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City of Fear. Pakistan Living with Terror

A Pakistani student recalls the day her closest friendship was blown apart Every week is like 7/7
Dispatches: City of Fear

Amber Ilyas was a grim statistic waiting to happen. Last year as an introverted but smart 18-year-old she was adjusting to her new life as a first-year student at the Islamic University in Pakistan’s capital, Islamabad. Her best friend was Aqsa Malik, whom she had known since junior school, a chatterbox and raconteur who was never short of friends. Barely a month into their first term as software engineering undergraduates, their heads were filled with worries about timetables, boys and coursework. On 20 October 2009, they and all the other students paid little attention to police announcements of an imminent attack on one of the city’s educational establishments. The intelligence was imprecise and the Islamic University is a conservative, religious institution. It stayed open, regarding itself immune. And yet later that day, as Amber and Aqsa sat in the women’s cafeteria, contemplating whether to have some sweets or a stagnant-looking chicken biryani, a young, male suicide bomber of a similar age to them strolled in and detonated his explosives-laden jacket beside their table, sending showers of ball bearings and shrapnel scything through the air. “Aqsa and I were both texting when the blast happened,” Amber recalls with a shudder, when we meet her at home in Rawalpindi, Islamabad’s twin city. The café was  ransformed into a swirling mass of flames, smoke and body parts. Amber woke up on the floor, covered in blood. “There was this smell of flesh,” she says, her face darkening. Of the 60 female students in the café, three were killed outright, along with a cleaner. Another 25 were maimed. Listening to the screams, Amber struggled to comprehend what had just happened: “We came here to have lunch; Aqsa was sitting beside me. Where was Aqsa?”

Eventually, able to rise, Amber spotted her friend slumped on her chair: “I just pushed her, shouting, ‘Come on Aqsa get up, Aqsa get up.’ She was unconscious.” Then Amber heard someone tell her to run. Another suicide bomber had blown himself up elsewhere on campus. “The only thing I could see was the sunlight, which was the signal that this was the door to the outside.”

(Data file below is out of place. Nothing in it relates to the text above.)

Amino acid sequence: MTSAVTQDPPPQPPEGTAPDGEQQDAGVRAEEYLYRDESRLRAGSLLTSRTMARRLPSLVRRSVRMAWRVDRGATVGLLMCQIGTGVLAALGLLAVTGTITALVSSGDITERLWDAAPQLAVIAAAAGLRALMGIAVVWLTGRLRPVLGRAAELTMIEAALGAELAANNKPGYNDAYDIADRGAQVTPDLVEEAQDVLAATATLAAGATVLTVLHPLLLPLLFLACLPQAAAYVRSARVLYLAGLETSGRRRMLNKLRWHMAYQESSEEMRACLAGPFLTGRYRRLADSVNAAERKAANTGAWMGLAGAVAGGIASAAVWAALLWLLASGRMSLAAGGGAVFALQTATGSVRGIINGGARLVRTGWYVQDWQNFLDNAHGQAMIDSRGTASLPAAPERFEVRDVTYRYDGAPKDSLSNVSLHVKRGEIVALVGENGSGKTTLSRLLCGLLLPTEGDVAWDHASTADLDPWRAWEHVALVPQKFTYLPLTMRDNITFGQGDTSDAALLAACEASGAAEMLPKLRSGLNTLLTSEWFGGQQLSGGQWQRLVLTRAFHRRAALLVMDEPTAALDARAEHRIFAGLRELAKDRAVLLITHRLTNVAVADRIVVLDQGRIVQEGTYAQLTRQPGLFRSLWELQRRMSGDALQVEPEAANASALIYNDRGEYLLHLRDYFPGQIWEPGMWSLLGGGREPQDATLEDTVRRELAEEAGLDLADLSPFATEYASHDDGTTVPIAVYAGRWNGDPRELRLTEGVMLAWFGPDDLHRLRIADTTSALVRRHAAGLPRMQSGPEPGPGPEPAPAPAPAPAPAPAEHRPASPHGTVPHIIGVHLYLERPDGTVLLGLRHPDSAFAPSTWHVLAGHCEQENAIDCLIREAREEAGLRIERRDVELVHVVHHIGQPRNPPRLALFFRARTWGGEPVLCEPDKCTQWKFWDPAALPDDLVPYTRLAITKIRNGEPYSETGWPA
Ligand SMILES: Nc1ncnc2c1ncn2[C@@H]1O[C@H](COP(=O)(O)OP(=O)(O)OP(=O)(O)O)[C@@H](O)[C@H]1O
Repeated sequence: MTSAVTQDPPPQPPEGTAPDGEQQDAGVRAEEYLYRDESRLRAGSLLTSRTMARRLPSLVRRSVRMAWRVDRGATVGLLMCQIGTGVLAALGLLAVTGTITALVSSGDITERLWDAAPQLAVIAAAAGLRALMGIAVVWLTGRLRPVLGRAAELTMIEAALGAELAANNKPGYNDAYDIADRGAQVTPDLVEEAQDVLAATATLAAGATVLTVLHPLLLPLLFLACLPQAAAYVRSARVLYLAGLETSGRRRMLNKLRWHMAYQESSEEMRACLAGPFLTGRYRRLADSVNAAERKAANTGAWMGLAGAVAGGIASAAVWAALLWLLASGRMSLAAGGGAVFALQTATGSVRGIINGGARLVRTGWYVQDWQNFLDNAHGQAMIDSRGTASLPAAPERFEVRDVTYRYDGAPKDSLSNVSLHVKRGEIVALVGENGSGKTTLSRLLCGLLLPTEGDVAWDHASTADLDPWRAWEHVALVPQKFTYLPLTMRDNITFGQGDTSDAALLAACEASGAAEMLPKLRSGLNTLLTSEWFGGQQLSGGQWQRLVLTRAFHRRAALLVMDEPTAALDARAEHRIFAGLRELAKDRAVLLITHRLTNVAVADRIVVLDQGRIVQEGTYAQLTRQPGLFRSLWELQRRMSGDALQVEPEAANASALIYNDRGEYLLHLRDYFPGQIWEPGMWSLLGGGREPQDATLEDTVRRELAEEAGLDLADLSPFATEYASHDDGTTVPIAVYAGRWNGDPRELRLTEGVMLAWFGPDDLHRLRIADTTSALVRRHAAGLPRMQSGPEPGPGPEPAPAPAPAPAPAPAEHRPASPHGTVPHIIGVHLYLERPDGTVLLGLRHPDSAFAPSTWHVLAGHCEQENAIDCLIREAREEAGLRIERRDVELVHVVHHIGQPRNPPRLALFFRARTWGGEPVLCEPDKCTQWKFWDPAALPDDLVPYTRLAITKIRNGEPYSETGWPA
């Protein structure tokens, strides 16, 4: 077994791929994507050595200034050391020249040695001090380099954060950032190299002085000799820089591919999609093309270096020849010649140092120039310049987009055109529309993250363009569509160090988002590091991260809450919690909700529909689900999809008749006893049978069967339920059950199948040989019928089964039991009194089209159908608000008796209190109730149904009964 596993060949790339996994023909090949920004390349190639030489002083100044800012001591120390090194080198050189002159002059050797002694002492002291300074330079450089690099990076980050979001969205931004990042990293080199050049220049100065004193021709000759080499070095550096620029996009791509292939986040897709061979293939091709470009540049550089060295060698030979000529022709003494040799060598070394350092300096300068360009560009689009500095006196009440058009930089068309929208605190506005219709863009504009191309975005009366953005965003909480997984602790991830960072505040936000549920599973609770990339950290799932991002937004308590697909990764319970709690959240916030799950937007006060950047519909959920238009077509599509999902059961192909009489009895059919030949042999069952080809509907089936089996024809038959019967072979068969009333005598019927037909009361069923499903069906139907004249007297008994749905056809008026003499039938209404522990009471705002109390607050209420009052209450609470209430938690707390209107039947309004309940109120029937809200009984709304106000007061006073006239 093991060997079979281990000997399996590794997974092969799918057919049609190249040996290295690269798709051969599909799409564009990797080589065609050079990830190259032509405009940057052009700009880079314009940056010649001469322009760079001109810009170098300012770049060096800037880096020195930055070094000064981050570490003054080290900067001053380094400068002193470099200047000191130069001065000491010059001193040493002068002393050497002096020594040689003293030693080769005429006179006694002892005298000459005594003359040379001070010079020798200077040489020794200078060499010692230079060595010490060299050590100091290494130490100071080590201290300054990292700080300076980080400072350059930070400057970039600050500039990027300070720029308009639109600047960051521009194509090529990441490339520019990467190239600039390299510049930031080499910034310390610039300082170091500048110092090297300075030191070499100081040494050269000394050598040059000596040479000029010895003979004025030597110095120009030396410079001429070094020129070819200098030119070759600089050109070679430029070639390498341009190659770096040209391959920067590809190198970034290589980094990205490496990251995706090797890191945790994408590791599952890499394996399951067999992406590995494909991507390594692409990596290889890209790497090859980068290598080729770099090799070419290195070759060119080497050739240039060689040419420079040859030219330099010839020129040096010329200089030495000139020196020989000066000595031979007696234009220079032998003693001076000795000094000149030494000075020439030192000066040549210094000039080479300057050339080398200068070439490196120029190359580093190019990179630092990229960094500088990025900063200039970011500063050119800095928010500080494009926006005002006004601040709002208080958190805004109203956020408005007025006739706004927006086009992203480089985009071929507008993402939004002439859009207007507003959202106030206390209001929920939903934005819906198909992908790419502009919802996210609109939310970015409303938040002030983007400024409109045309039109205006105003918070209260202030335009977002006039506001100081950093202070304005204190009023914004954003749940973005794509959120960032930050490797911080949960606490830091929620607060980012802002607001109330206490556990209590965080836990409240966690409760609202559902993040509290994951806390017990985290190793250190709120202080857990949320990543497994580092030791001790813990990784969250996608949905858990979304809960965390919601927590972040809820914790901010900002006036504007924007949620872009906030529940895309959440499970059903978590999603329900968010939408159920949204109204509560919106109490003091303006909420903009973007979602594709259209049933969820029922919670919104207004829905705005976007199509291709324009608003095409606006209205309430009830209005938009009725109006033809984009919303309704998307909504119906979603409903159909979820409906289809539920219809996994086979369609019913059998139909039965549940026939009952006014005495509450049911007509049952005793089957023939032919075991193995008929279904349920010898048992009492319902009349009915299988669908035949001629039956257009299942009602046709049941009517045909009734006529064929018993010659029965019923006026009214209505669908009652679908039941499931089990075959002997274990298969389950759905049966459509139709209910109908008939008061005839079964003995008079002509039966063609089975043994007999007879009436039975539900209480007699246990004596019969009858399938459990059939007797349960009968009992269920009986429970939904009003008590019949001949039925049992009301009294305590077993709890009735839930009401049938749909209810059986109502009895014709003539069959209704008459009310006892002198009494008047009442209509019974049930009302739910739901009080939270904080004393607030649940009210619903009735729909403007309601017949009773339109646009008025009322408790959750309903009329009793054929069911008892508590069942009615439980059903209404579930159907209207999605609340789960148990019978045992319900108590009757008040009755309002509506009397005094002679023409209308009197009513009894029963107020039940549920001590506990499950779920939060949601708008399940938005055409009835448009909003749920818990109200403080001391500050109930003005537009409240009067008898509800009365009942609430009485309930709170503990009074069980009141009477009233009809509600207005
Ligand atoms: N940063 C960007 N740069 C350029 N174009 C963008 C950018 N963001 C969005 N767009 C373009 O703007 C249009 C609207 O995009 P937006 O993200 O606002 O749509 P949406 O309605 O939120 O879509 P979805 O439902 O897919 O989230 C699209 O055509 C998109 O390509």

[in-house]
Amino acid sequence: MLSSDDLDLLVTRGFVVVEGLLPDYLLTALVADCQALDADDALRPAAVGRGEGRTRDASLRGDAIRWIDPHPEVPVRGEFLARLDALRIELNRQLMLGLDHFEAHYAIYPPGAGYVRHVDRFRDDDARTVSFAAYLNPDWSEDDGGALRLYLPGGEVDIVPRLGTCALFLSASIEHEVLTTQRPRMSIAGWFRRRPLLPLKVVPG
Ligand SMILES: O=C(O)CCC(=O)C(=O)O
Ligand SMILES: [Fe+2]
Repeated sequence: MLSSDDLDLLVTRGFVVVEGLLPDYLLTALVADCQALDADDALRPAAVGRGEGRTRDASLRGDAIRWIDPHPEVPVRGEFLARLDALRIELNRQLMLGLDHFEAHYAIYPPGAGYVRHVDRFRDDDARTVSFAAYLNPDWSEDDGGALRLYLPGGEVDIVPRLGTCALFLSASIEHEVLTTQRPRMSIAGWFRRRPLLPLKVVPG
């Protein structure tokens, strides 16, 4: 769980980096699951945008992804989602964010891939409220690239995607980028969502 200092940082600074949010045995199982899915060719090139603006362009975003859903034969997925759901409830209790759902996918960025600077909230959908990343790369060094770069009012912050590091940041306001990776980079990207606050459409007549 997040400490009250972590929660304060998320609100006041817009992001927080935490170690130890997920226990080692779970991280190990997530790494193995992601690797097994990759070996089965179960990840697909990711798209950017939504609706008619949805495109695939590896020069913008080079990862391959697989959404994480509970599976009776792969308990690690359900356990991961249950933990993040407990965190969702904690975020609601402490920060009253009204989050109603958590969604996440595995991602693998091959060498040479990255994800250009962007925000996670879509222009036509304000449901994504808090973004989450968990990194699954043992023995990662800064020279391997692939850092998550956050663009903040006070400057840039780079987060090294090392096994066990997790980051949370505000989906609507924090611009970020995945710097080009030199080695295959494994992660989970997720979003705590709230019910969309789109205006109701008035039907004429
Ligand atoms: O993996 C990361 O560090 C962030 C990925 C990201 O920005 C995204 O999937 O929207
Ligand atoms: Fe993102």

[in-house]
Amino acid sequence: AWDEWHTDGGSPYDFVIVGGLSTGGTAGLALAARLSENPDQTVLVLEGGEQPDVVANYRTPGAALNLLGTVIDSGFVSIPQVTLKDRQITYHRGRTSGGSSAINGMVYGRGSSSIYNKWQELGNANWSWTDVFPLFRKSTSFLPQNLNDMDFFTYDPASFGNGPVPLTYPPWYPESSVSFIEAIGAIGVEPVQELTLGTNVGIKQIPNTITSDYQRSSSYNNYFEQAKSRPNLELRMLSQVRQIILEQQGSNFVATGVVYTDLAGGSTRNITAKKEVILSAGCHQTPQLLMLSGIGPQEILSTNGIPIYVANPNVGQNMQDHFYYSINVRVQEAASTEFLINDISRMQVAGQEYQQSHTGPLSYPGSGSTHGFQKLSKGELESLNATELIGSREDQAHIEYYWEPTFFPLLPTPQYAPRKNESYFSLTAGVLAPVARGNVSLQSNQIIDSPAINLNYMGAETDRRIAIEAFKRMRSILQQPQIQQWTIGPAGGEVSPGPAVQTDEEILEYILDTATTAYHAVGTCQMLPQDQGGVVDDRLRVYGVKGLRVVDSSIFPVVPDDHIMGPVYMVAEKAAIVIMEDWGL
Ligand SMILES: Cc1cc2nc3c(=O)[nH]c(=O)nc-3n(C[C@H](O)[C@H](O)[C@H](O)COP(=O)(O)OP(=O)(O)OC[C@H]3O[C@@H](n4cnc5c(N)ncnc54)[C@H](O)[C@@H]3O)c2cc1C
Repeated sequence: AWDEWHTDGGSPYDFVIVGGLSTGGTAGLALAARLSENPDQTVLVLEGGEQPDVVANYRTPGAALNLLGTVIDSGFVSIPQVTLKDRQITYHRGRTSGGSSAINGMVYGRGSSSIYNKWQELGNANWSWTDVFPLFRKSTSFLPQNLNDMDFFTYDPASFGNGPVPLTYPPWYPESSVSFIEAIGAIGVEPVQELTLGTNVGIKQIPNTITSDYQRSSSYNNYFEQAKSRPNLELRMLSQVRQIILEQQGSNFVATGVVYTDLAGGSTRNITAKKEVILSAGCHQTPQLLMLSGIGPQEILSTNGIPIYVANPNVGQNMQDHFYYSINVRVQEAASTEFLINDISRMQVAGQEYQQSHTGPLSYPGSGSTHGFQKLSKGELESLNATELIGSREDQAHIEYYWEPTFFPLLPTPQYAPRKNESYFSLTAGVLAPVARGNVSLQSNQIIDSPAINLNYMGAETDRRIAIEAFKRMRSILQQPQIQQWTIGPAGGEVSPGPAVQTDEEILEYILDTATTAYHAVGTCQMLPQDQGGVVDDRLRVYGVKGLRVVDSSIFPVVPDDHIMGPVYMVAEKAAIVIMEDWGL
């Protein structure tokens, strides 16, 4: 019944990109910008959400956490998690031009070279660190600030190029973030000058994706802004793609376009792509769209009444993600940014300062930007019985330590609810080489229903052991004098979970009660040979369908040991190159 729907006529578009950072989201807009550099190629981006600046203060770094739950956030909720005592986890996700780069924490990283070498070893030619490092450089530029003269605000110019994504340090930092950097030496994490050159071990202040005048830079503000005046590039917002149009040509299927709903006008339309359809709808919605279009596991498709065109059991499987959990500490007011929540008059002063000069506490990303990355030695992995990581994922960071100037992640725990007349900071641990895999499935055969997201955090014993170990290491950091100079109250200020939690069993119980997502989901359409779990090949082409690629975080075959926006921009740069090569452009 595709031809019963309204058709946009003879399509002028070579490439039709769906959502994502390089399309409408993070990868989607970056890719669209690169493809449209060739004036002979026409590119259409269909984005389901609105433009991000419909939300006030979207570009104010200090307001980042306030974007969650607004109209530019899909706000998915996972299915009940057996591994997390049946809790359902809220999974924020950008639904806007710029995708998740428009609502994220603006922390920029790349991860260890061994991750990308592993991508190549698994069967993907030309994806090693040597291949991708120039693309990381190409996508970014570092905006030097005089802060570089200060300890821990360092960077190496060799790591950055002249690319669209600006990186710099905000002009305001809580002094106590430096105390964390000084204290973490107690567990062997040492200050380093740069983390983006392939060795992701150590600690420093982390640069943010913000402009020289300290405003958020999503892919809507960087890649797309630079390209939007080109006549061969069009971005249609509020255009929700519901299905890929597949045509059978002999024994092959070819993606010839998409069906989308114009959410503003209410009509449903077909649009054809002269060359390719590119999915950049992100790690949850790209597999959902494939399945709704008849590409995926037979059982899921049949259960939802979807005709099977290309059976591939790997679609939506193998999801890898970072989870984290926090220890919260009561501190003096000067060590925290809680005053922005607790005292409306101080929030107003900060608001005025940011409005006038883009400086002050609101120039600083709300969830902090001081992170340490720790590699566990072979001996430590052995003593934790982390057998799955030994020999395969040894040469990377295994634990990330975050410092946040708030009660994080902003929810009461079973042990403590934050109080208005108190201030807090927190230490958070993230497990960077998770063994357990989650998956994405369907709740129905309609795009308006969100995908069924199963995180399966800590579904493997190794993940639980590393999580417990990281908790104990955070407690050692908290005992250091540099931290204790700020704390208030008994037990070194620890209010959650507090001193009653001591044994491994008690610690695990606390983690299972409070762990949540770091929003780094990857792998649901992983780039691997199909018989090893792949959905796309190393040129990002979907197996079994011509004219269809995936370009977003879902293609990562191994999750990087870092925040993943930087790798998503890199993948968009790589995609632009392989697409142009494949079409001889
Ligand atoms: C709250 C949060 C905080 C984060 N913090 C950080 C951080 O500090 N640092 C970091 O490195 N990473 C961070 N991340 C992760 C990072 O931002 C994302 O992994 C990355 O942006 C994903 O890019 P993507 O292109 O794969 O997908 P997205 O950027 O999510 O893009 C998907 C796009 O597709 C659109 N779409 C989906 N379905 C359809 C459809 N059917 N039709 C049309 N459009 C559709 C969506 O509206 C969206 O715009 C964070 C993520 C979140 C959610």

A stranger drove Amber to hospital where she received treatment for 38 blast injuries. Her best friend survived, too, although she was in a coma. Both spent the next few weeks in intensive care and a relationship based on constant communication – texts, emails and chatting on Facebook – was reduced to silence. A month later, Amber finally spoke to her friend on the phone. “Aqsa’s father called from her hospital bedside. He said, ‘She can’t speak, she just wants to hear your voice.’ So I said to Aqsa, ‘Don’t worry. We’re going to go back to university together.’ ” Two weeks later, Aqsa came to her in a dream. “She said: ‘I want to meet you.’ I just said, ‘Aqsa, I also want to meet you.’ She said, ‘We will meet again.’” The next day, 6 December, barely three months after her 17th birthday, Aqsa died. Amber could not sleep without a light. “I was frightened because Aqsa was in darkness.” She stills wakes up at night thinking her bedroom is “filled with fire, smoke and blood”. And because she encouraged Aqsa to apply to the Islamic University instead of another college, Amber is struggling to rid herself of feelings of guilt. Amber’s account shows how hard an entire generation is trying to come to terms with their grief and fear, as their country fights to get off its knees. The figures are daunting: in just three years more than 3,500 men, women and children have been killed in suicide bombings in Pakistan. However, details of the incidents and the voices of the survivors are seldom heard in the West. But this week’s Dispatches follows the citizens – including Amber – and police of Islamabad over the course of a year, as both struggle to deal with the unprecedented blood-letting.

Like many Pakistanis, Amber has turned to religion for comfort, even though those who attacked her probably did so as part of a so-called Islamist war aiming to destabilise the secular civilian government. Previously Westernleaning and the first to admit she was lazy about her prayers, Amber now goes to the mosque regularly and wears an abaya, an all-in-one black gown covering the head and body. “Before this blast, I was rather childish,” she says. “But it’s a second life that I’ve got now and I pray to God for help.” A year on, Amber is back at the Islamic University and top of her class, with plans to become a computer programmer. She walks with us into the cafeteria, too. The wooden tables have been revarnished, the pitted ceiling replastered. Pakistanis have become accustomed to dealing with what amounts to the equivalent of a 7/7 London bombing every week. Amber notes that the café is once again packed with girls, laughing, sending texts, innocent as she once was. However, her sharp eyes soon focus on the deep gouges caused by the shrapnel that eventually killed nine. “Life is moving on,” she reflects. “But Aqsa will always be in my memories. I cannot ever forget.” Cathy Scott-Clark Cathy is the producer of this week’s Dispatches.

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